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Clinical Trial Summary

The proposal will explore a trial design called the cohort-multiple RCT (cmRCT) or as it has been recently coined, the Trials WithIn Cohorts (TWICS) design. This design has been used in a number of disease areas, both benign and cancer. Prostate conditions have been chosen since they are extremely common and if malignancy occurs the majority of men with the disease are regarded as living with a chronic condition due to its long natural history and in which innovative approaches, interventions, treatments or changes in management might have a significant patient benefit and impact on the NHS. It therefore fits the cmRCT design very well. Nonetheless, the lessons learned in this study will be of relevance to other disease spaces. The TWICS or cmRCT design is currently being used in elderly patients, risk of falls, depression, hip fracture, Yorkshire Health Study, scleroderma, breast cancer, colorectal cancer, bladder cancer and kidney cancer, to name a few. In total, a recent systematic review showed that there were 18 ongoing cmRCT studies with 6 in the UK. The acceptability and feasibility of the cmRCT in the prostate pathway will be tested. This is the first time this method will be tested and therefore piloted. In the first part of the study, the following will be evaluated. What is the accrual rate? What do patients and their healthcare professionals think of the cmRCT design? Is the data collected robust? What are the resource requirements of such a study?A number of novel interventions or changes in the pathway will then be tested and compared to standard care in the cohort that was recruited.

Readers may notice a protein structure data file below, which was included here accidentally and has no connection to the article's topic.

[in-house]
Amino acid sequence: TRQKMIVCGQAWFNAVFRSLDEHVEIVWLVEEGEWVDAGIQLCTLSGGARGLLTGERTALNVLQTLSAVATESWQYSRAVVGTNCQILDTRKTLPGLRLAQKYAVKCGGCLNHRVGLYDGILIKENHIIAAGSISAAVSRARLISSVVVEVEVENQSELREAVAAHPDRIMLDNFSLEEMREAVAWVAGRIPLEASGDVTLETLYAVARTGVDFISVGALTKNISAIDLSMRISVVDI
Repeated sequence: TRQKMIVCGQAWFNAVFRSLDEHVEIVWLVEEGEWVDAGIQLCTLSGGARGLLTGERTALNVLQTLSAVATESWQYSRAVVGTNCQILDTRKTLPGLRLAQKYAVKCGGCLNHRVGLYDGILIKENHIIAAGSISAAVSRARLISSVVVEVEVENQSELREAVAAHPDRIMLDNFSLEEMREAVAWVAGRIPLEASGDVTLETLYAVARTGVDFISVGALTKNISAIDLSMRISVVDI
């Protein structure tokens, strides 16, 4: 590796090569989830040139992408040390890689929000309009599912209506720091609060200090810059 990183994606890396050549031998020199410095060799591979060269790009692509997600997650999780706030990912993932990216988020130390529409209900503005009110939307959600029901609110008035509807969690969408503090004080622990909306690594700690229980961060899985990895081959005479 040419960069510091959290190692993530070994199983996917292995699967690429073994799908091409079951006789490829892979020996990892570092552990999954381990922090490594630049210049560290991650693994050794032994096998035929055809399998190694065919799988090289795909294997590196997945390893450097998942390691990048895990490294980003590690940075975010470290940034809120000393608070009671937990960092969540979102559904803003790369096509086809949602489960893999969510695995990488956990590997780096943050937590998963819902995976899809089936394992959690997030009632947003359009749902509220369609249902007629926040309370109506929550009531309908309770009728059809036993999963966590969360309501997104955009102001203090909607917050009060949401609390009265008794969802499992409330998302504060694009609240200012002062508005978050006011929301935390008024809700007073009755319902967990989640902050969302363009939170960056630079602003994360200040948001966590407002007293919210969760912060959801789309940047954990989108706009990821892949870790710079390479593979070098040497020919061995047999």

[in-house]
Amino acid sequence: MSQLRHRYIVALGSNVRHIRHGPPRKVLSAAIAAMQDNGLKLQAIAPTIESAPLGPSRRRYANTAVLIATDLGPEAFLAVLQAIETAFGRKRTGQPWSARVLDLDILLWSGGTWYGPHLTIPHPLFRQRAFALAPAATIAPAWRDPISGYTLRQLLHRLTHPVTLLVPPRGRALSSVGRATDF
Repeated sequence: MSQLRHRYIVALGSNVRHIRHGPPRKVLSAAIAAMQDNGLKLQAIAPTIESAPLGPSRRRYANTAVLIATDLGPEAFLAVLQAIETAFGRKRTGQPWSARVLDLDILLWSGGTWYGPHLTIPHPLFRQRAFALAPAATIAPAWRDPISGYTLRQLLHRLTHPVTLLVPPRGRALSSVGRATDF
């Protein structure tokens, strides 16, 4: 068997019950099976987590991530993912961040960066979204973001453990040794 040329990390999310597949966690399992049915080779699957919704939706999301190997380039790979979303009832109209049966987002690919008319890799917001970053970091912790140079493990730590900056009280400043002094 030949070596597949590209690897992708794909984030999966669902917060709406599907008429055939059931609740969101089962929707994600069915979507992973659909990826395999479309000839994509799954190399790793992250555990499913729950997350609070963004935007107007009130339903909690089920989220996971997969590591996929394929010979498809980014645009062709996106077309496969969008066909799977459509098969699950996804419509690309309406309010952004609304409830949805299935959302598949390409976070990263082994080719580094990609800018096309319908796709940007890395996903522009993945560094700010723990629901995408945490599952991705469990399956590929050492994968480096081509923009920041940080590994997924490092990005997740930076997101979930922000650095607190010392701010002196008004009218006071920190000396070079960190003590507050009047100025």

Clinical Trial Description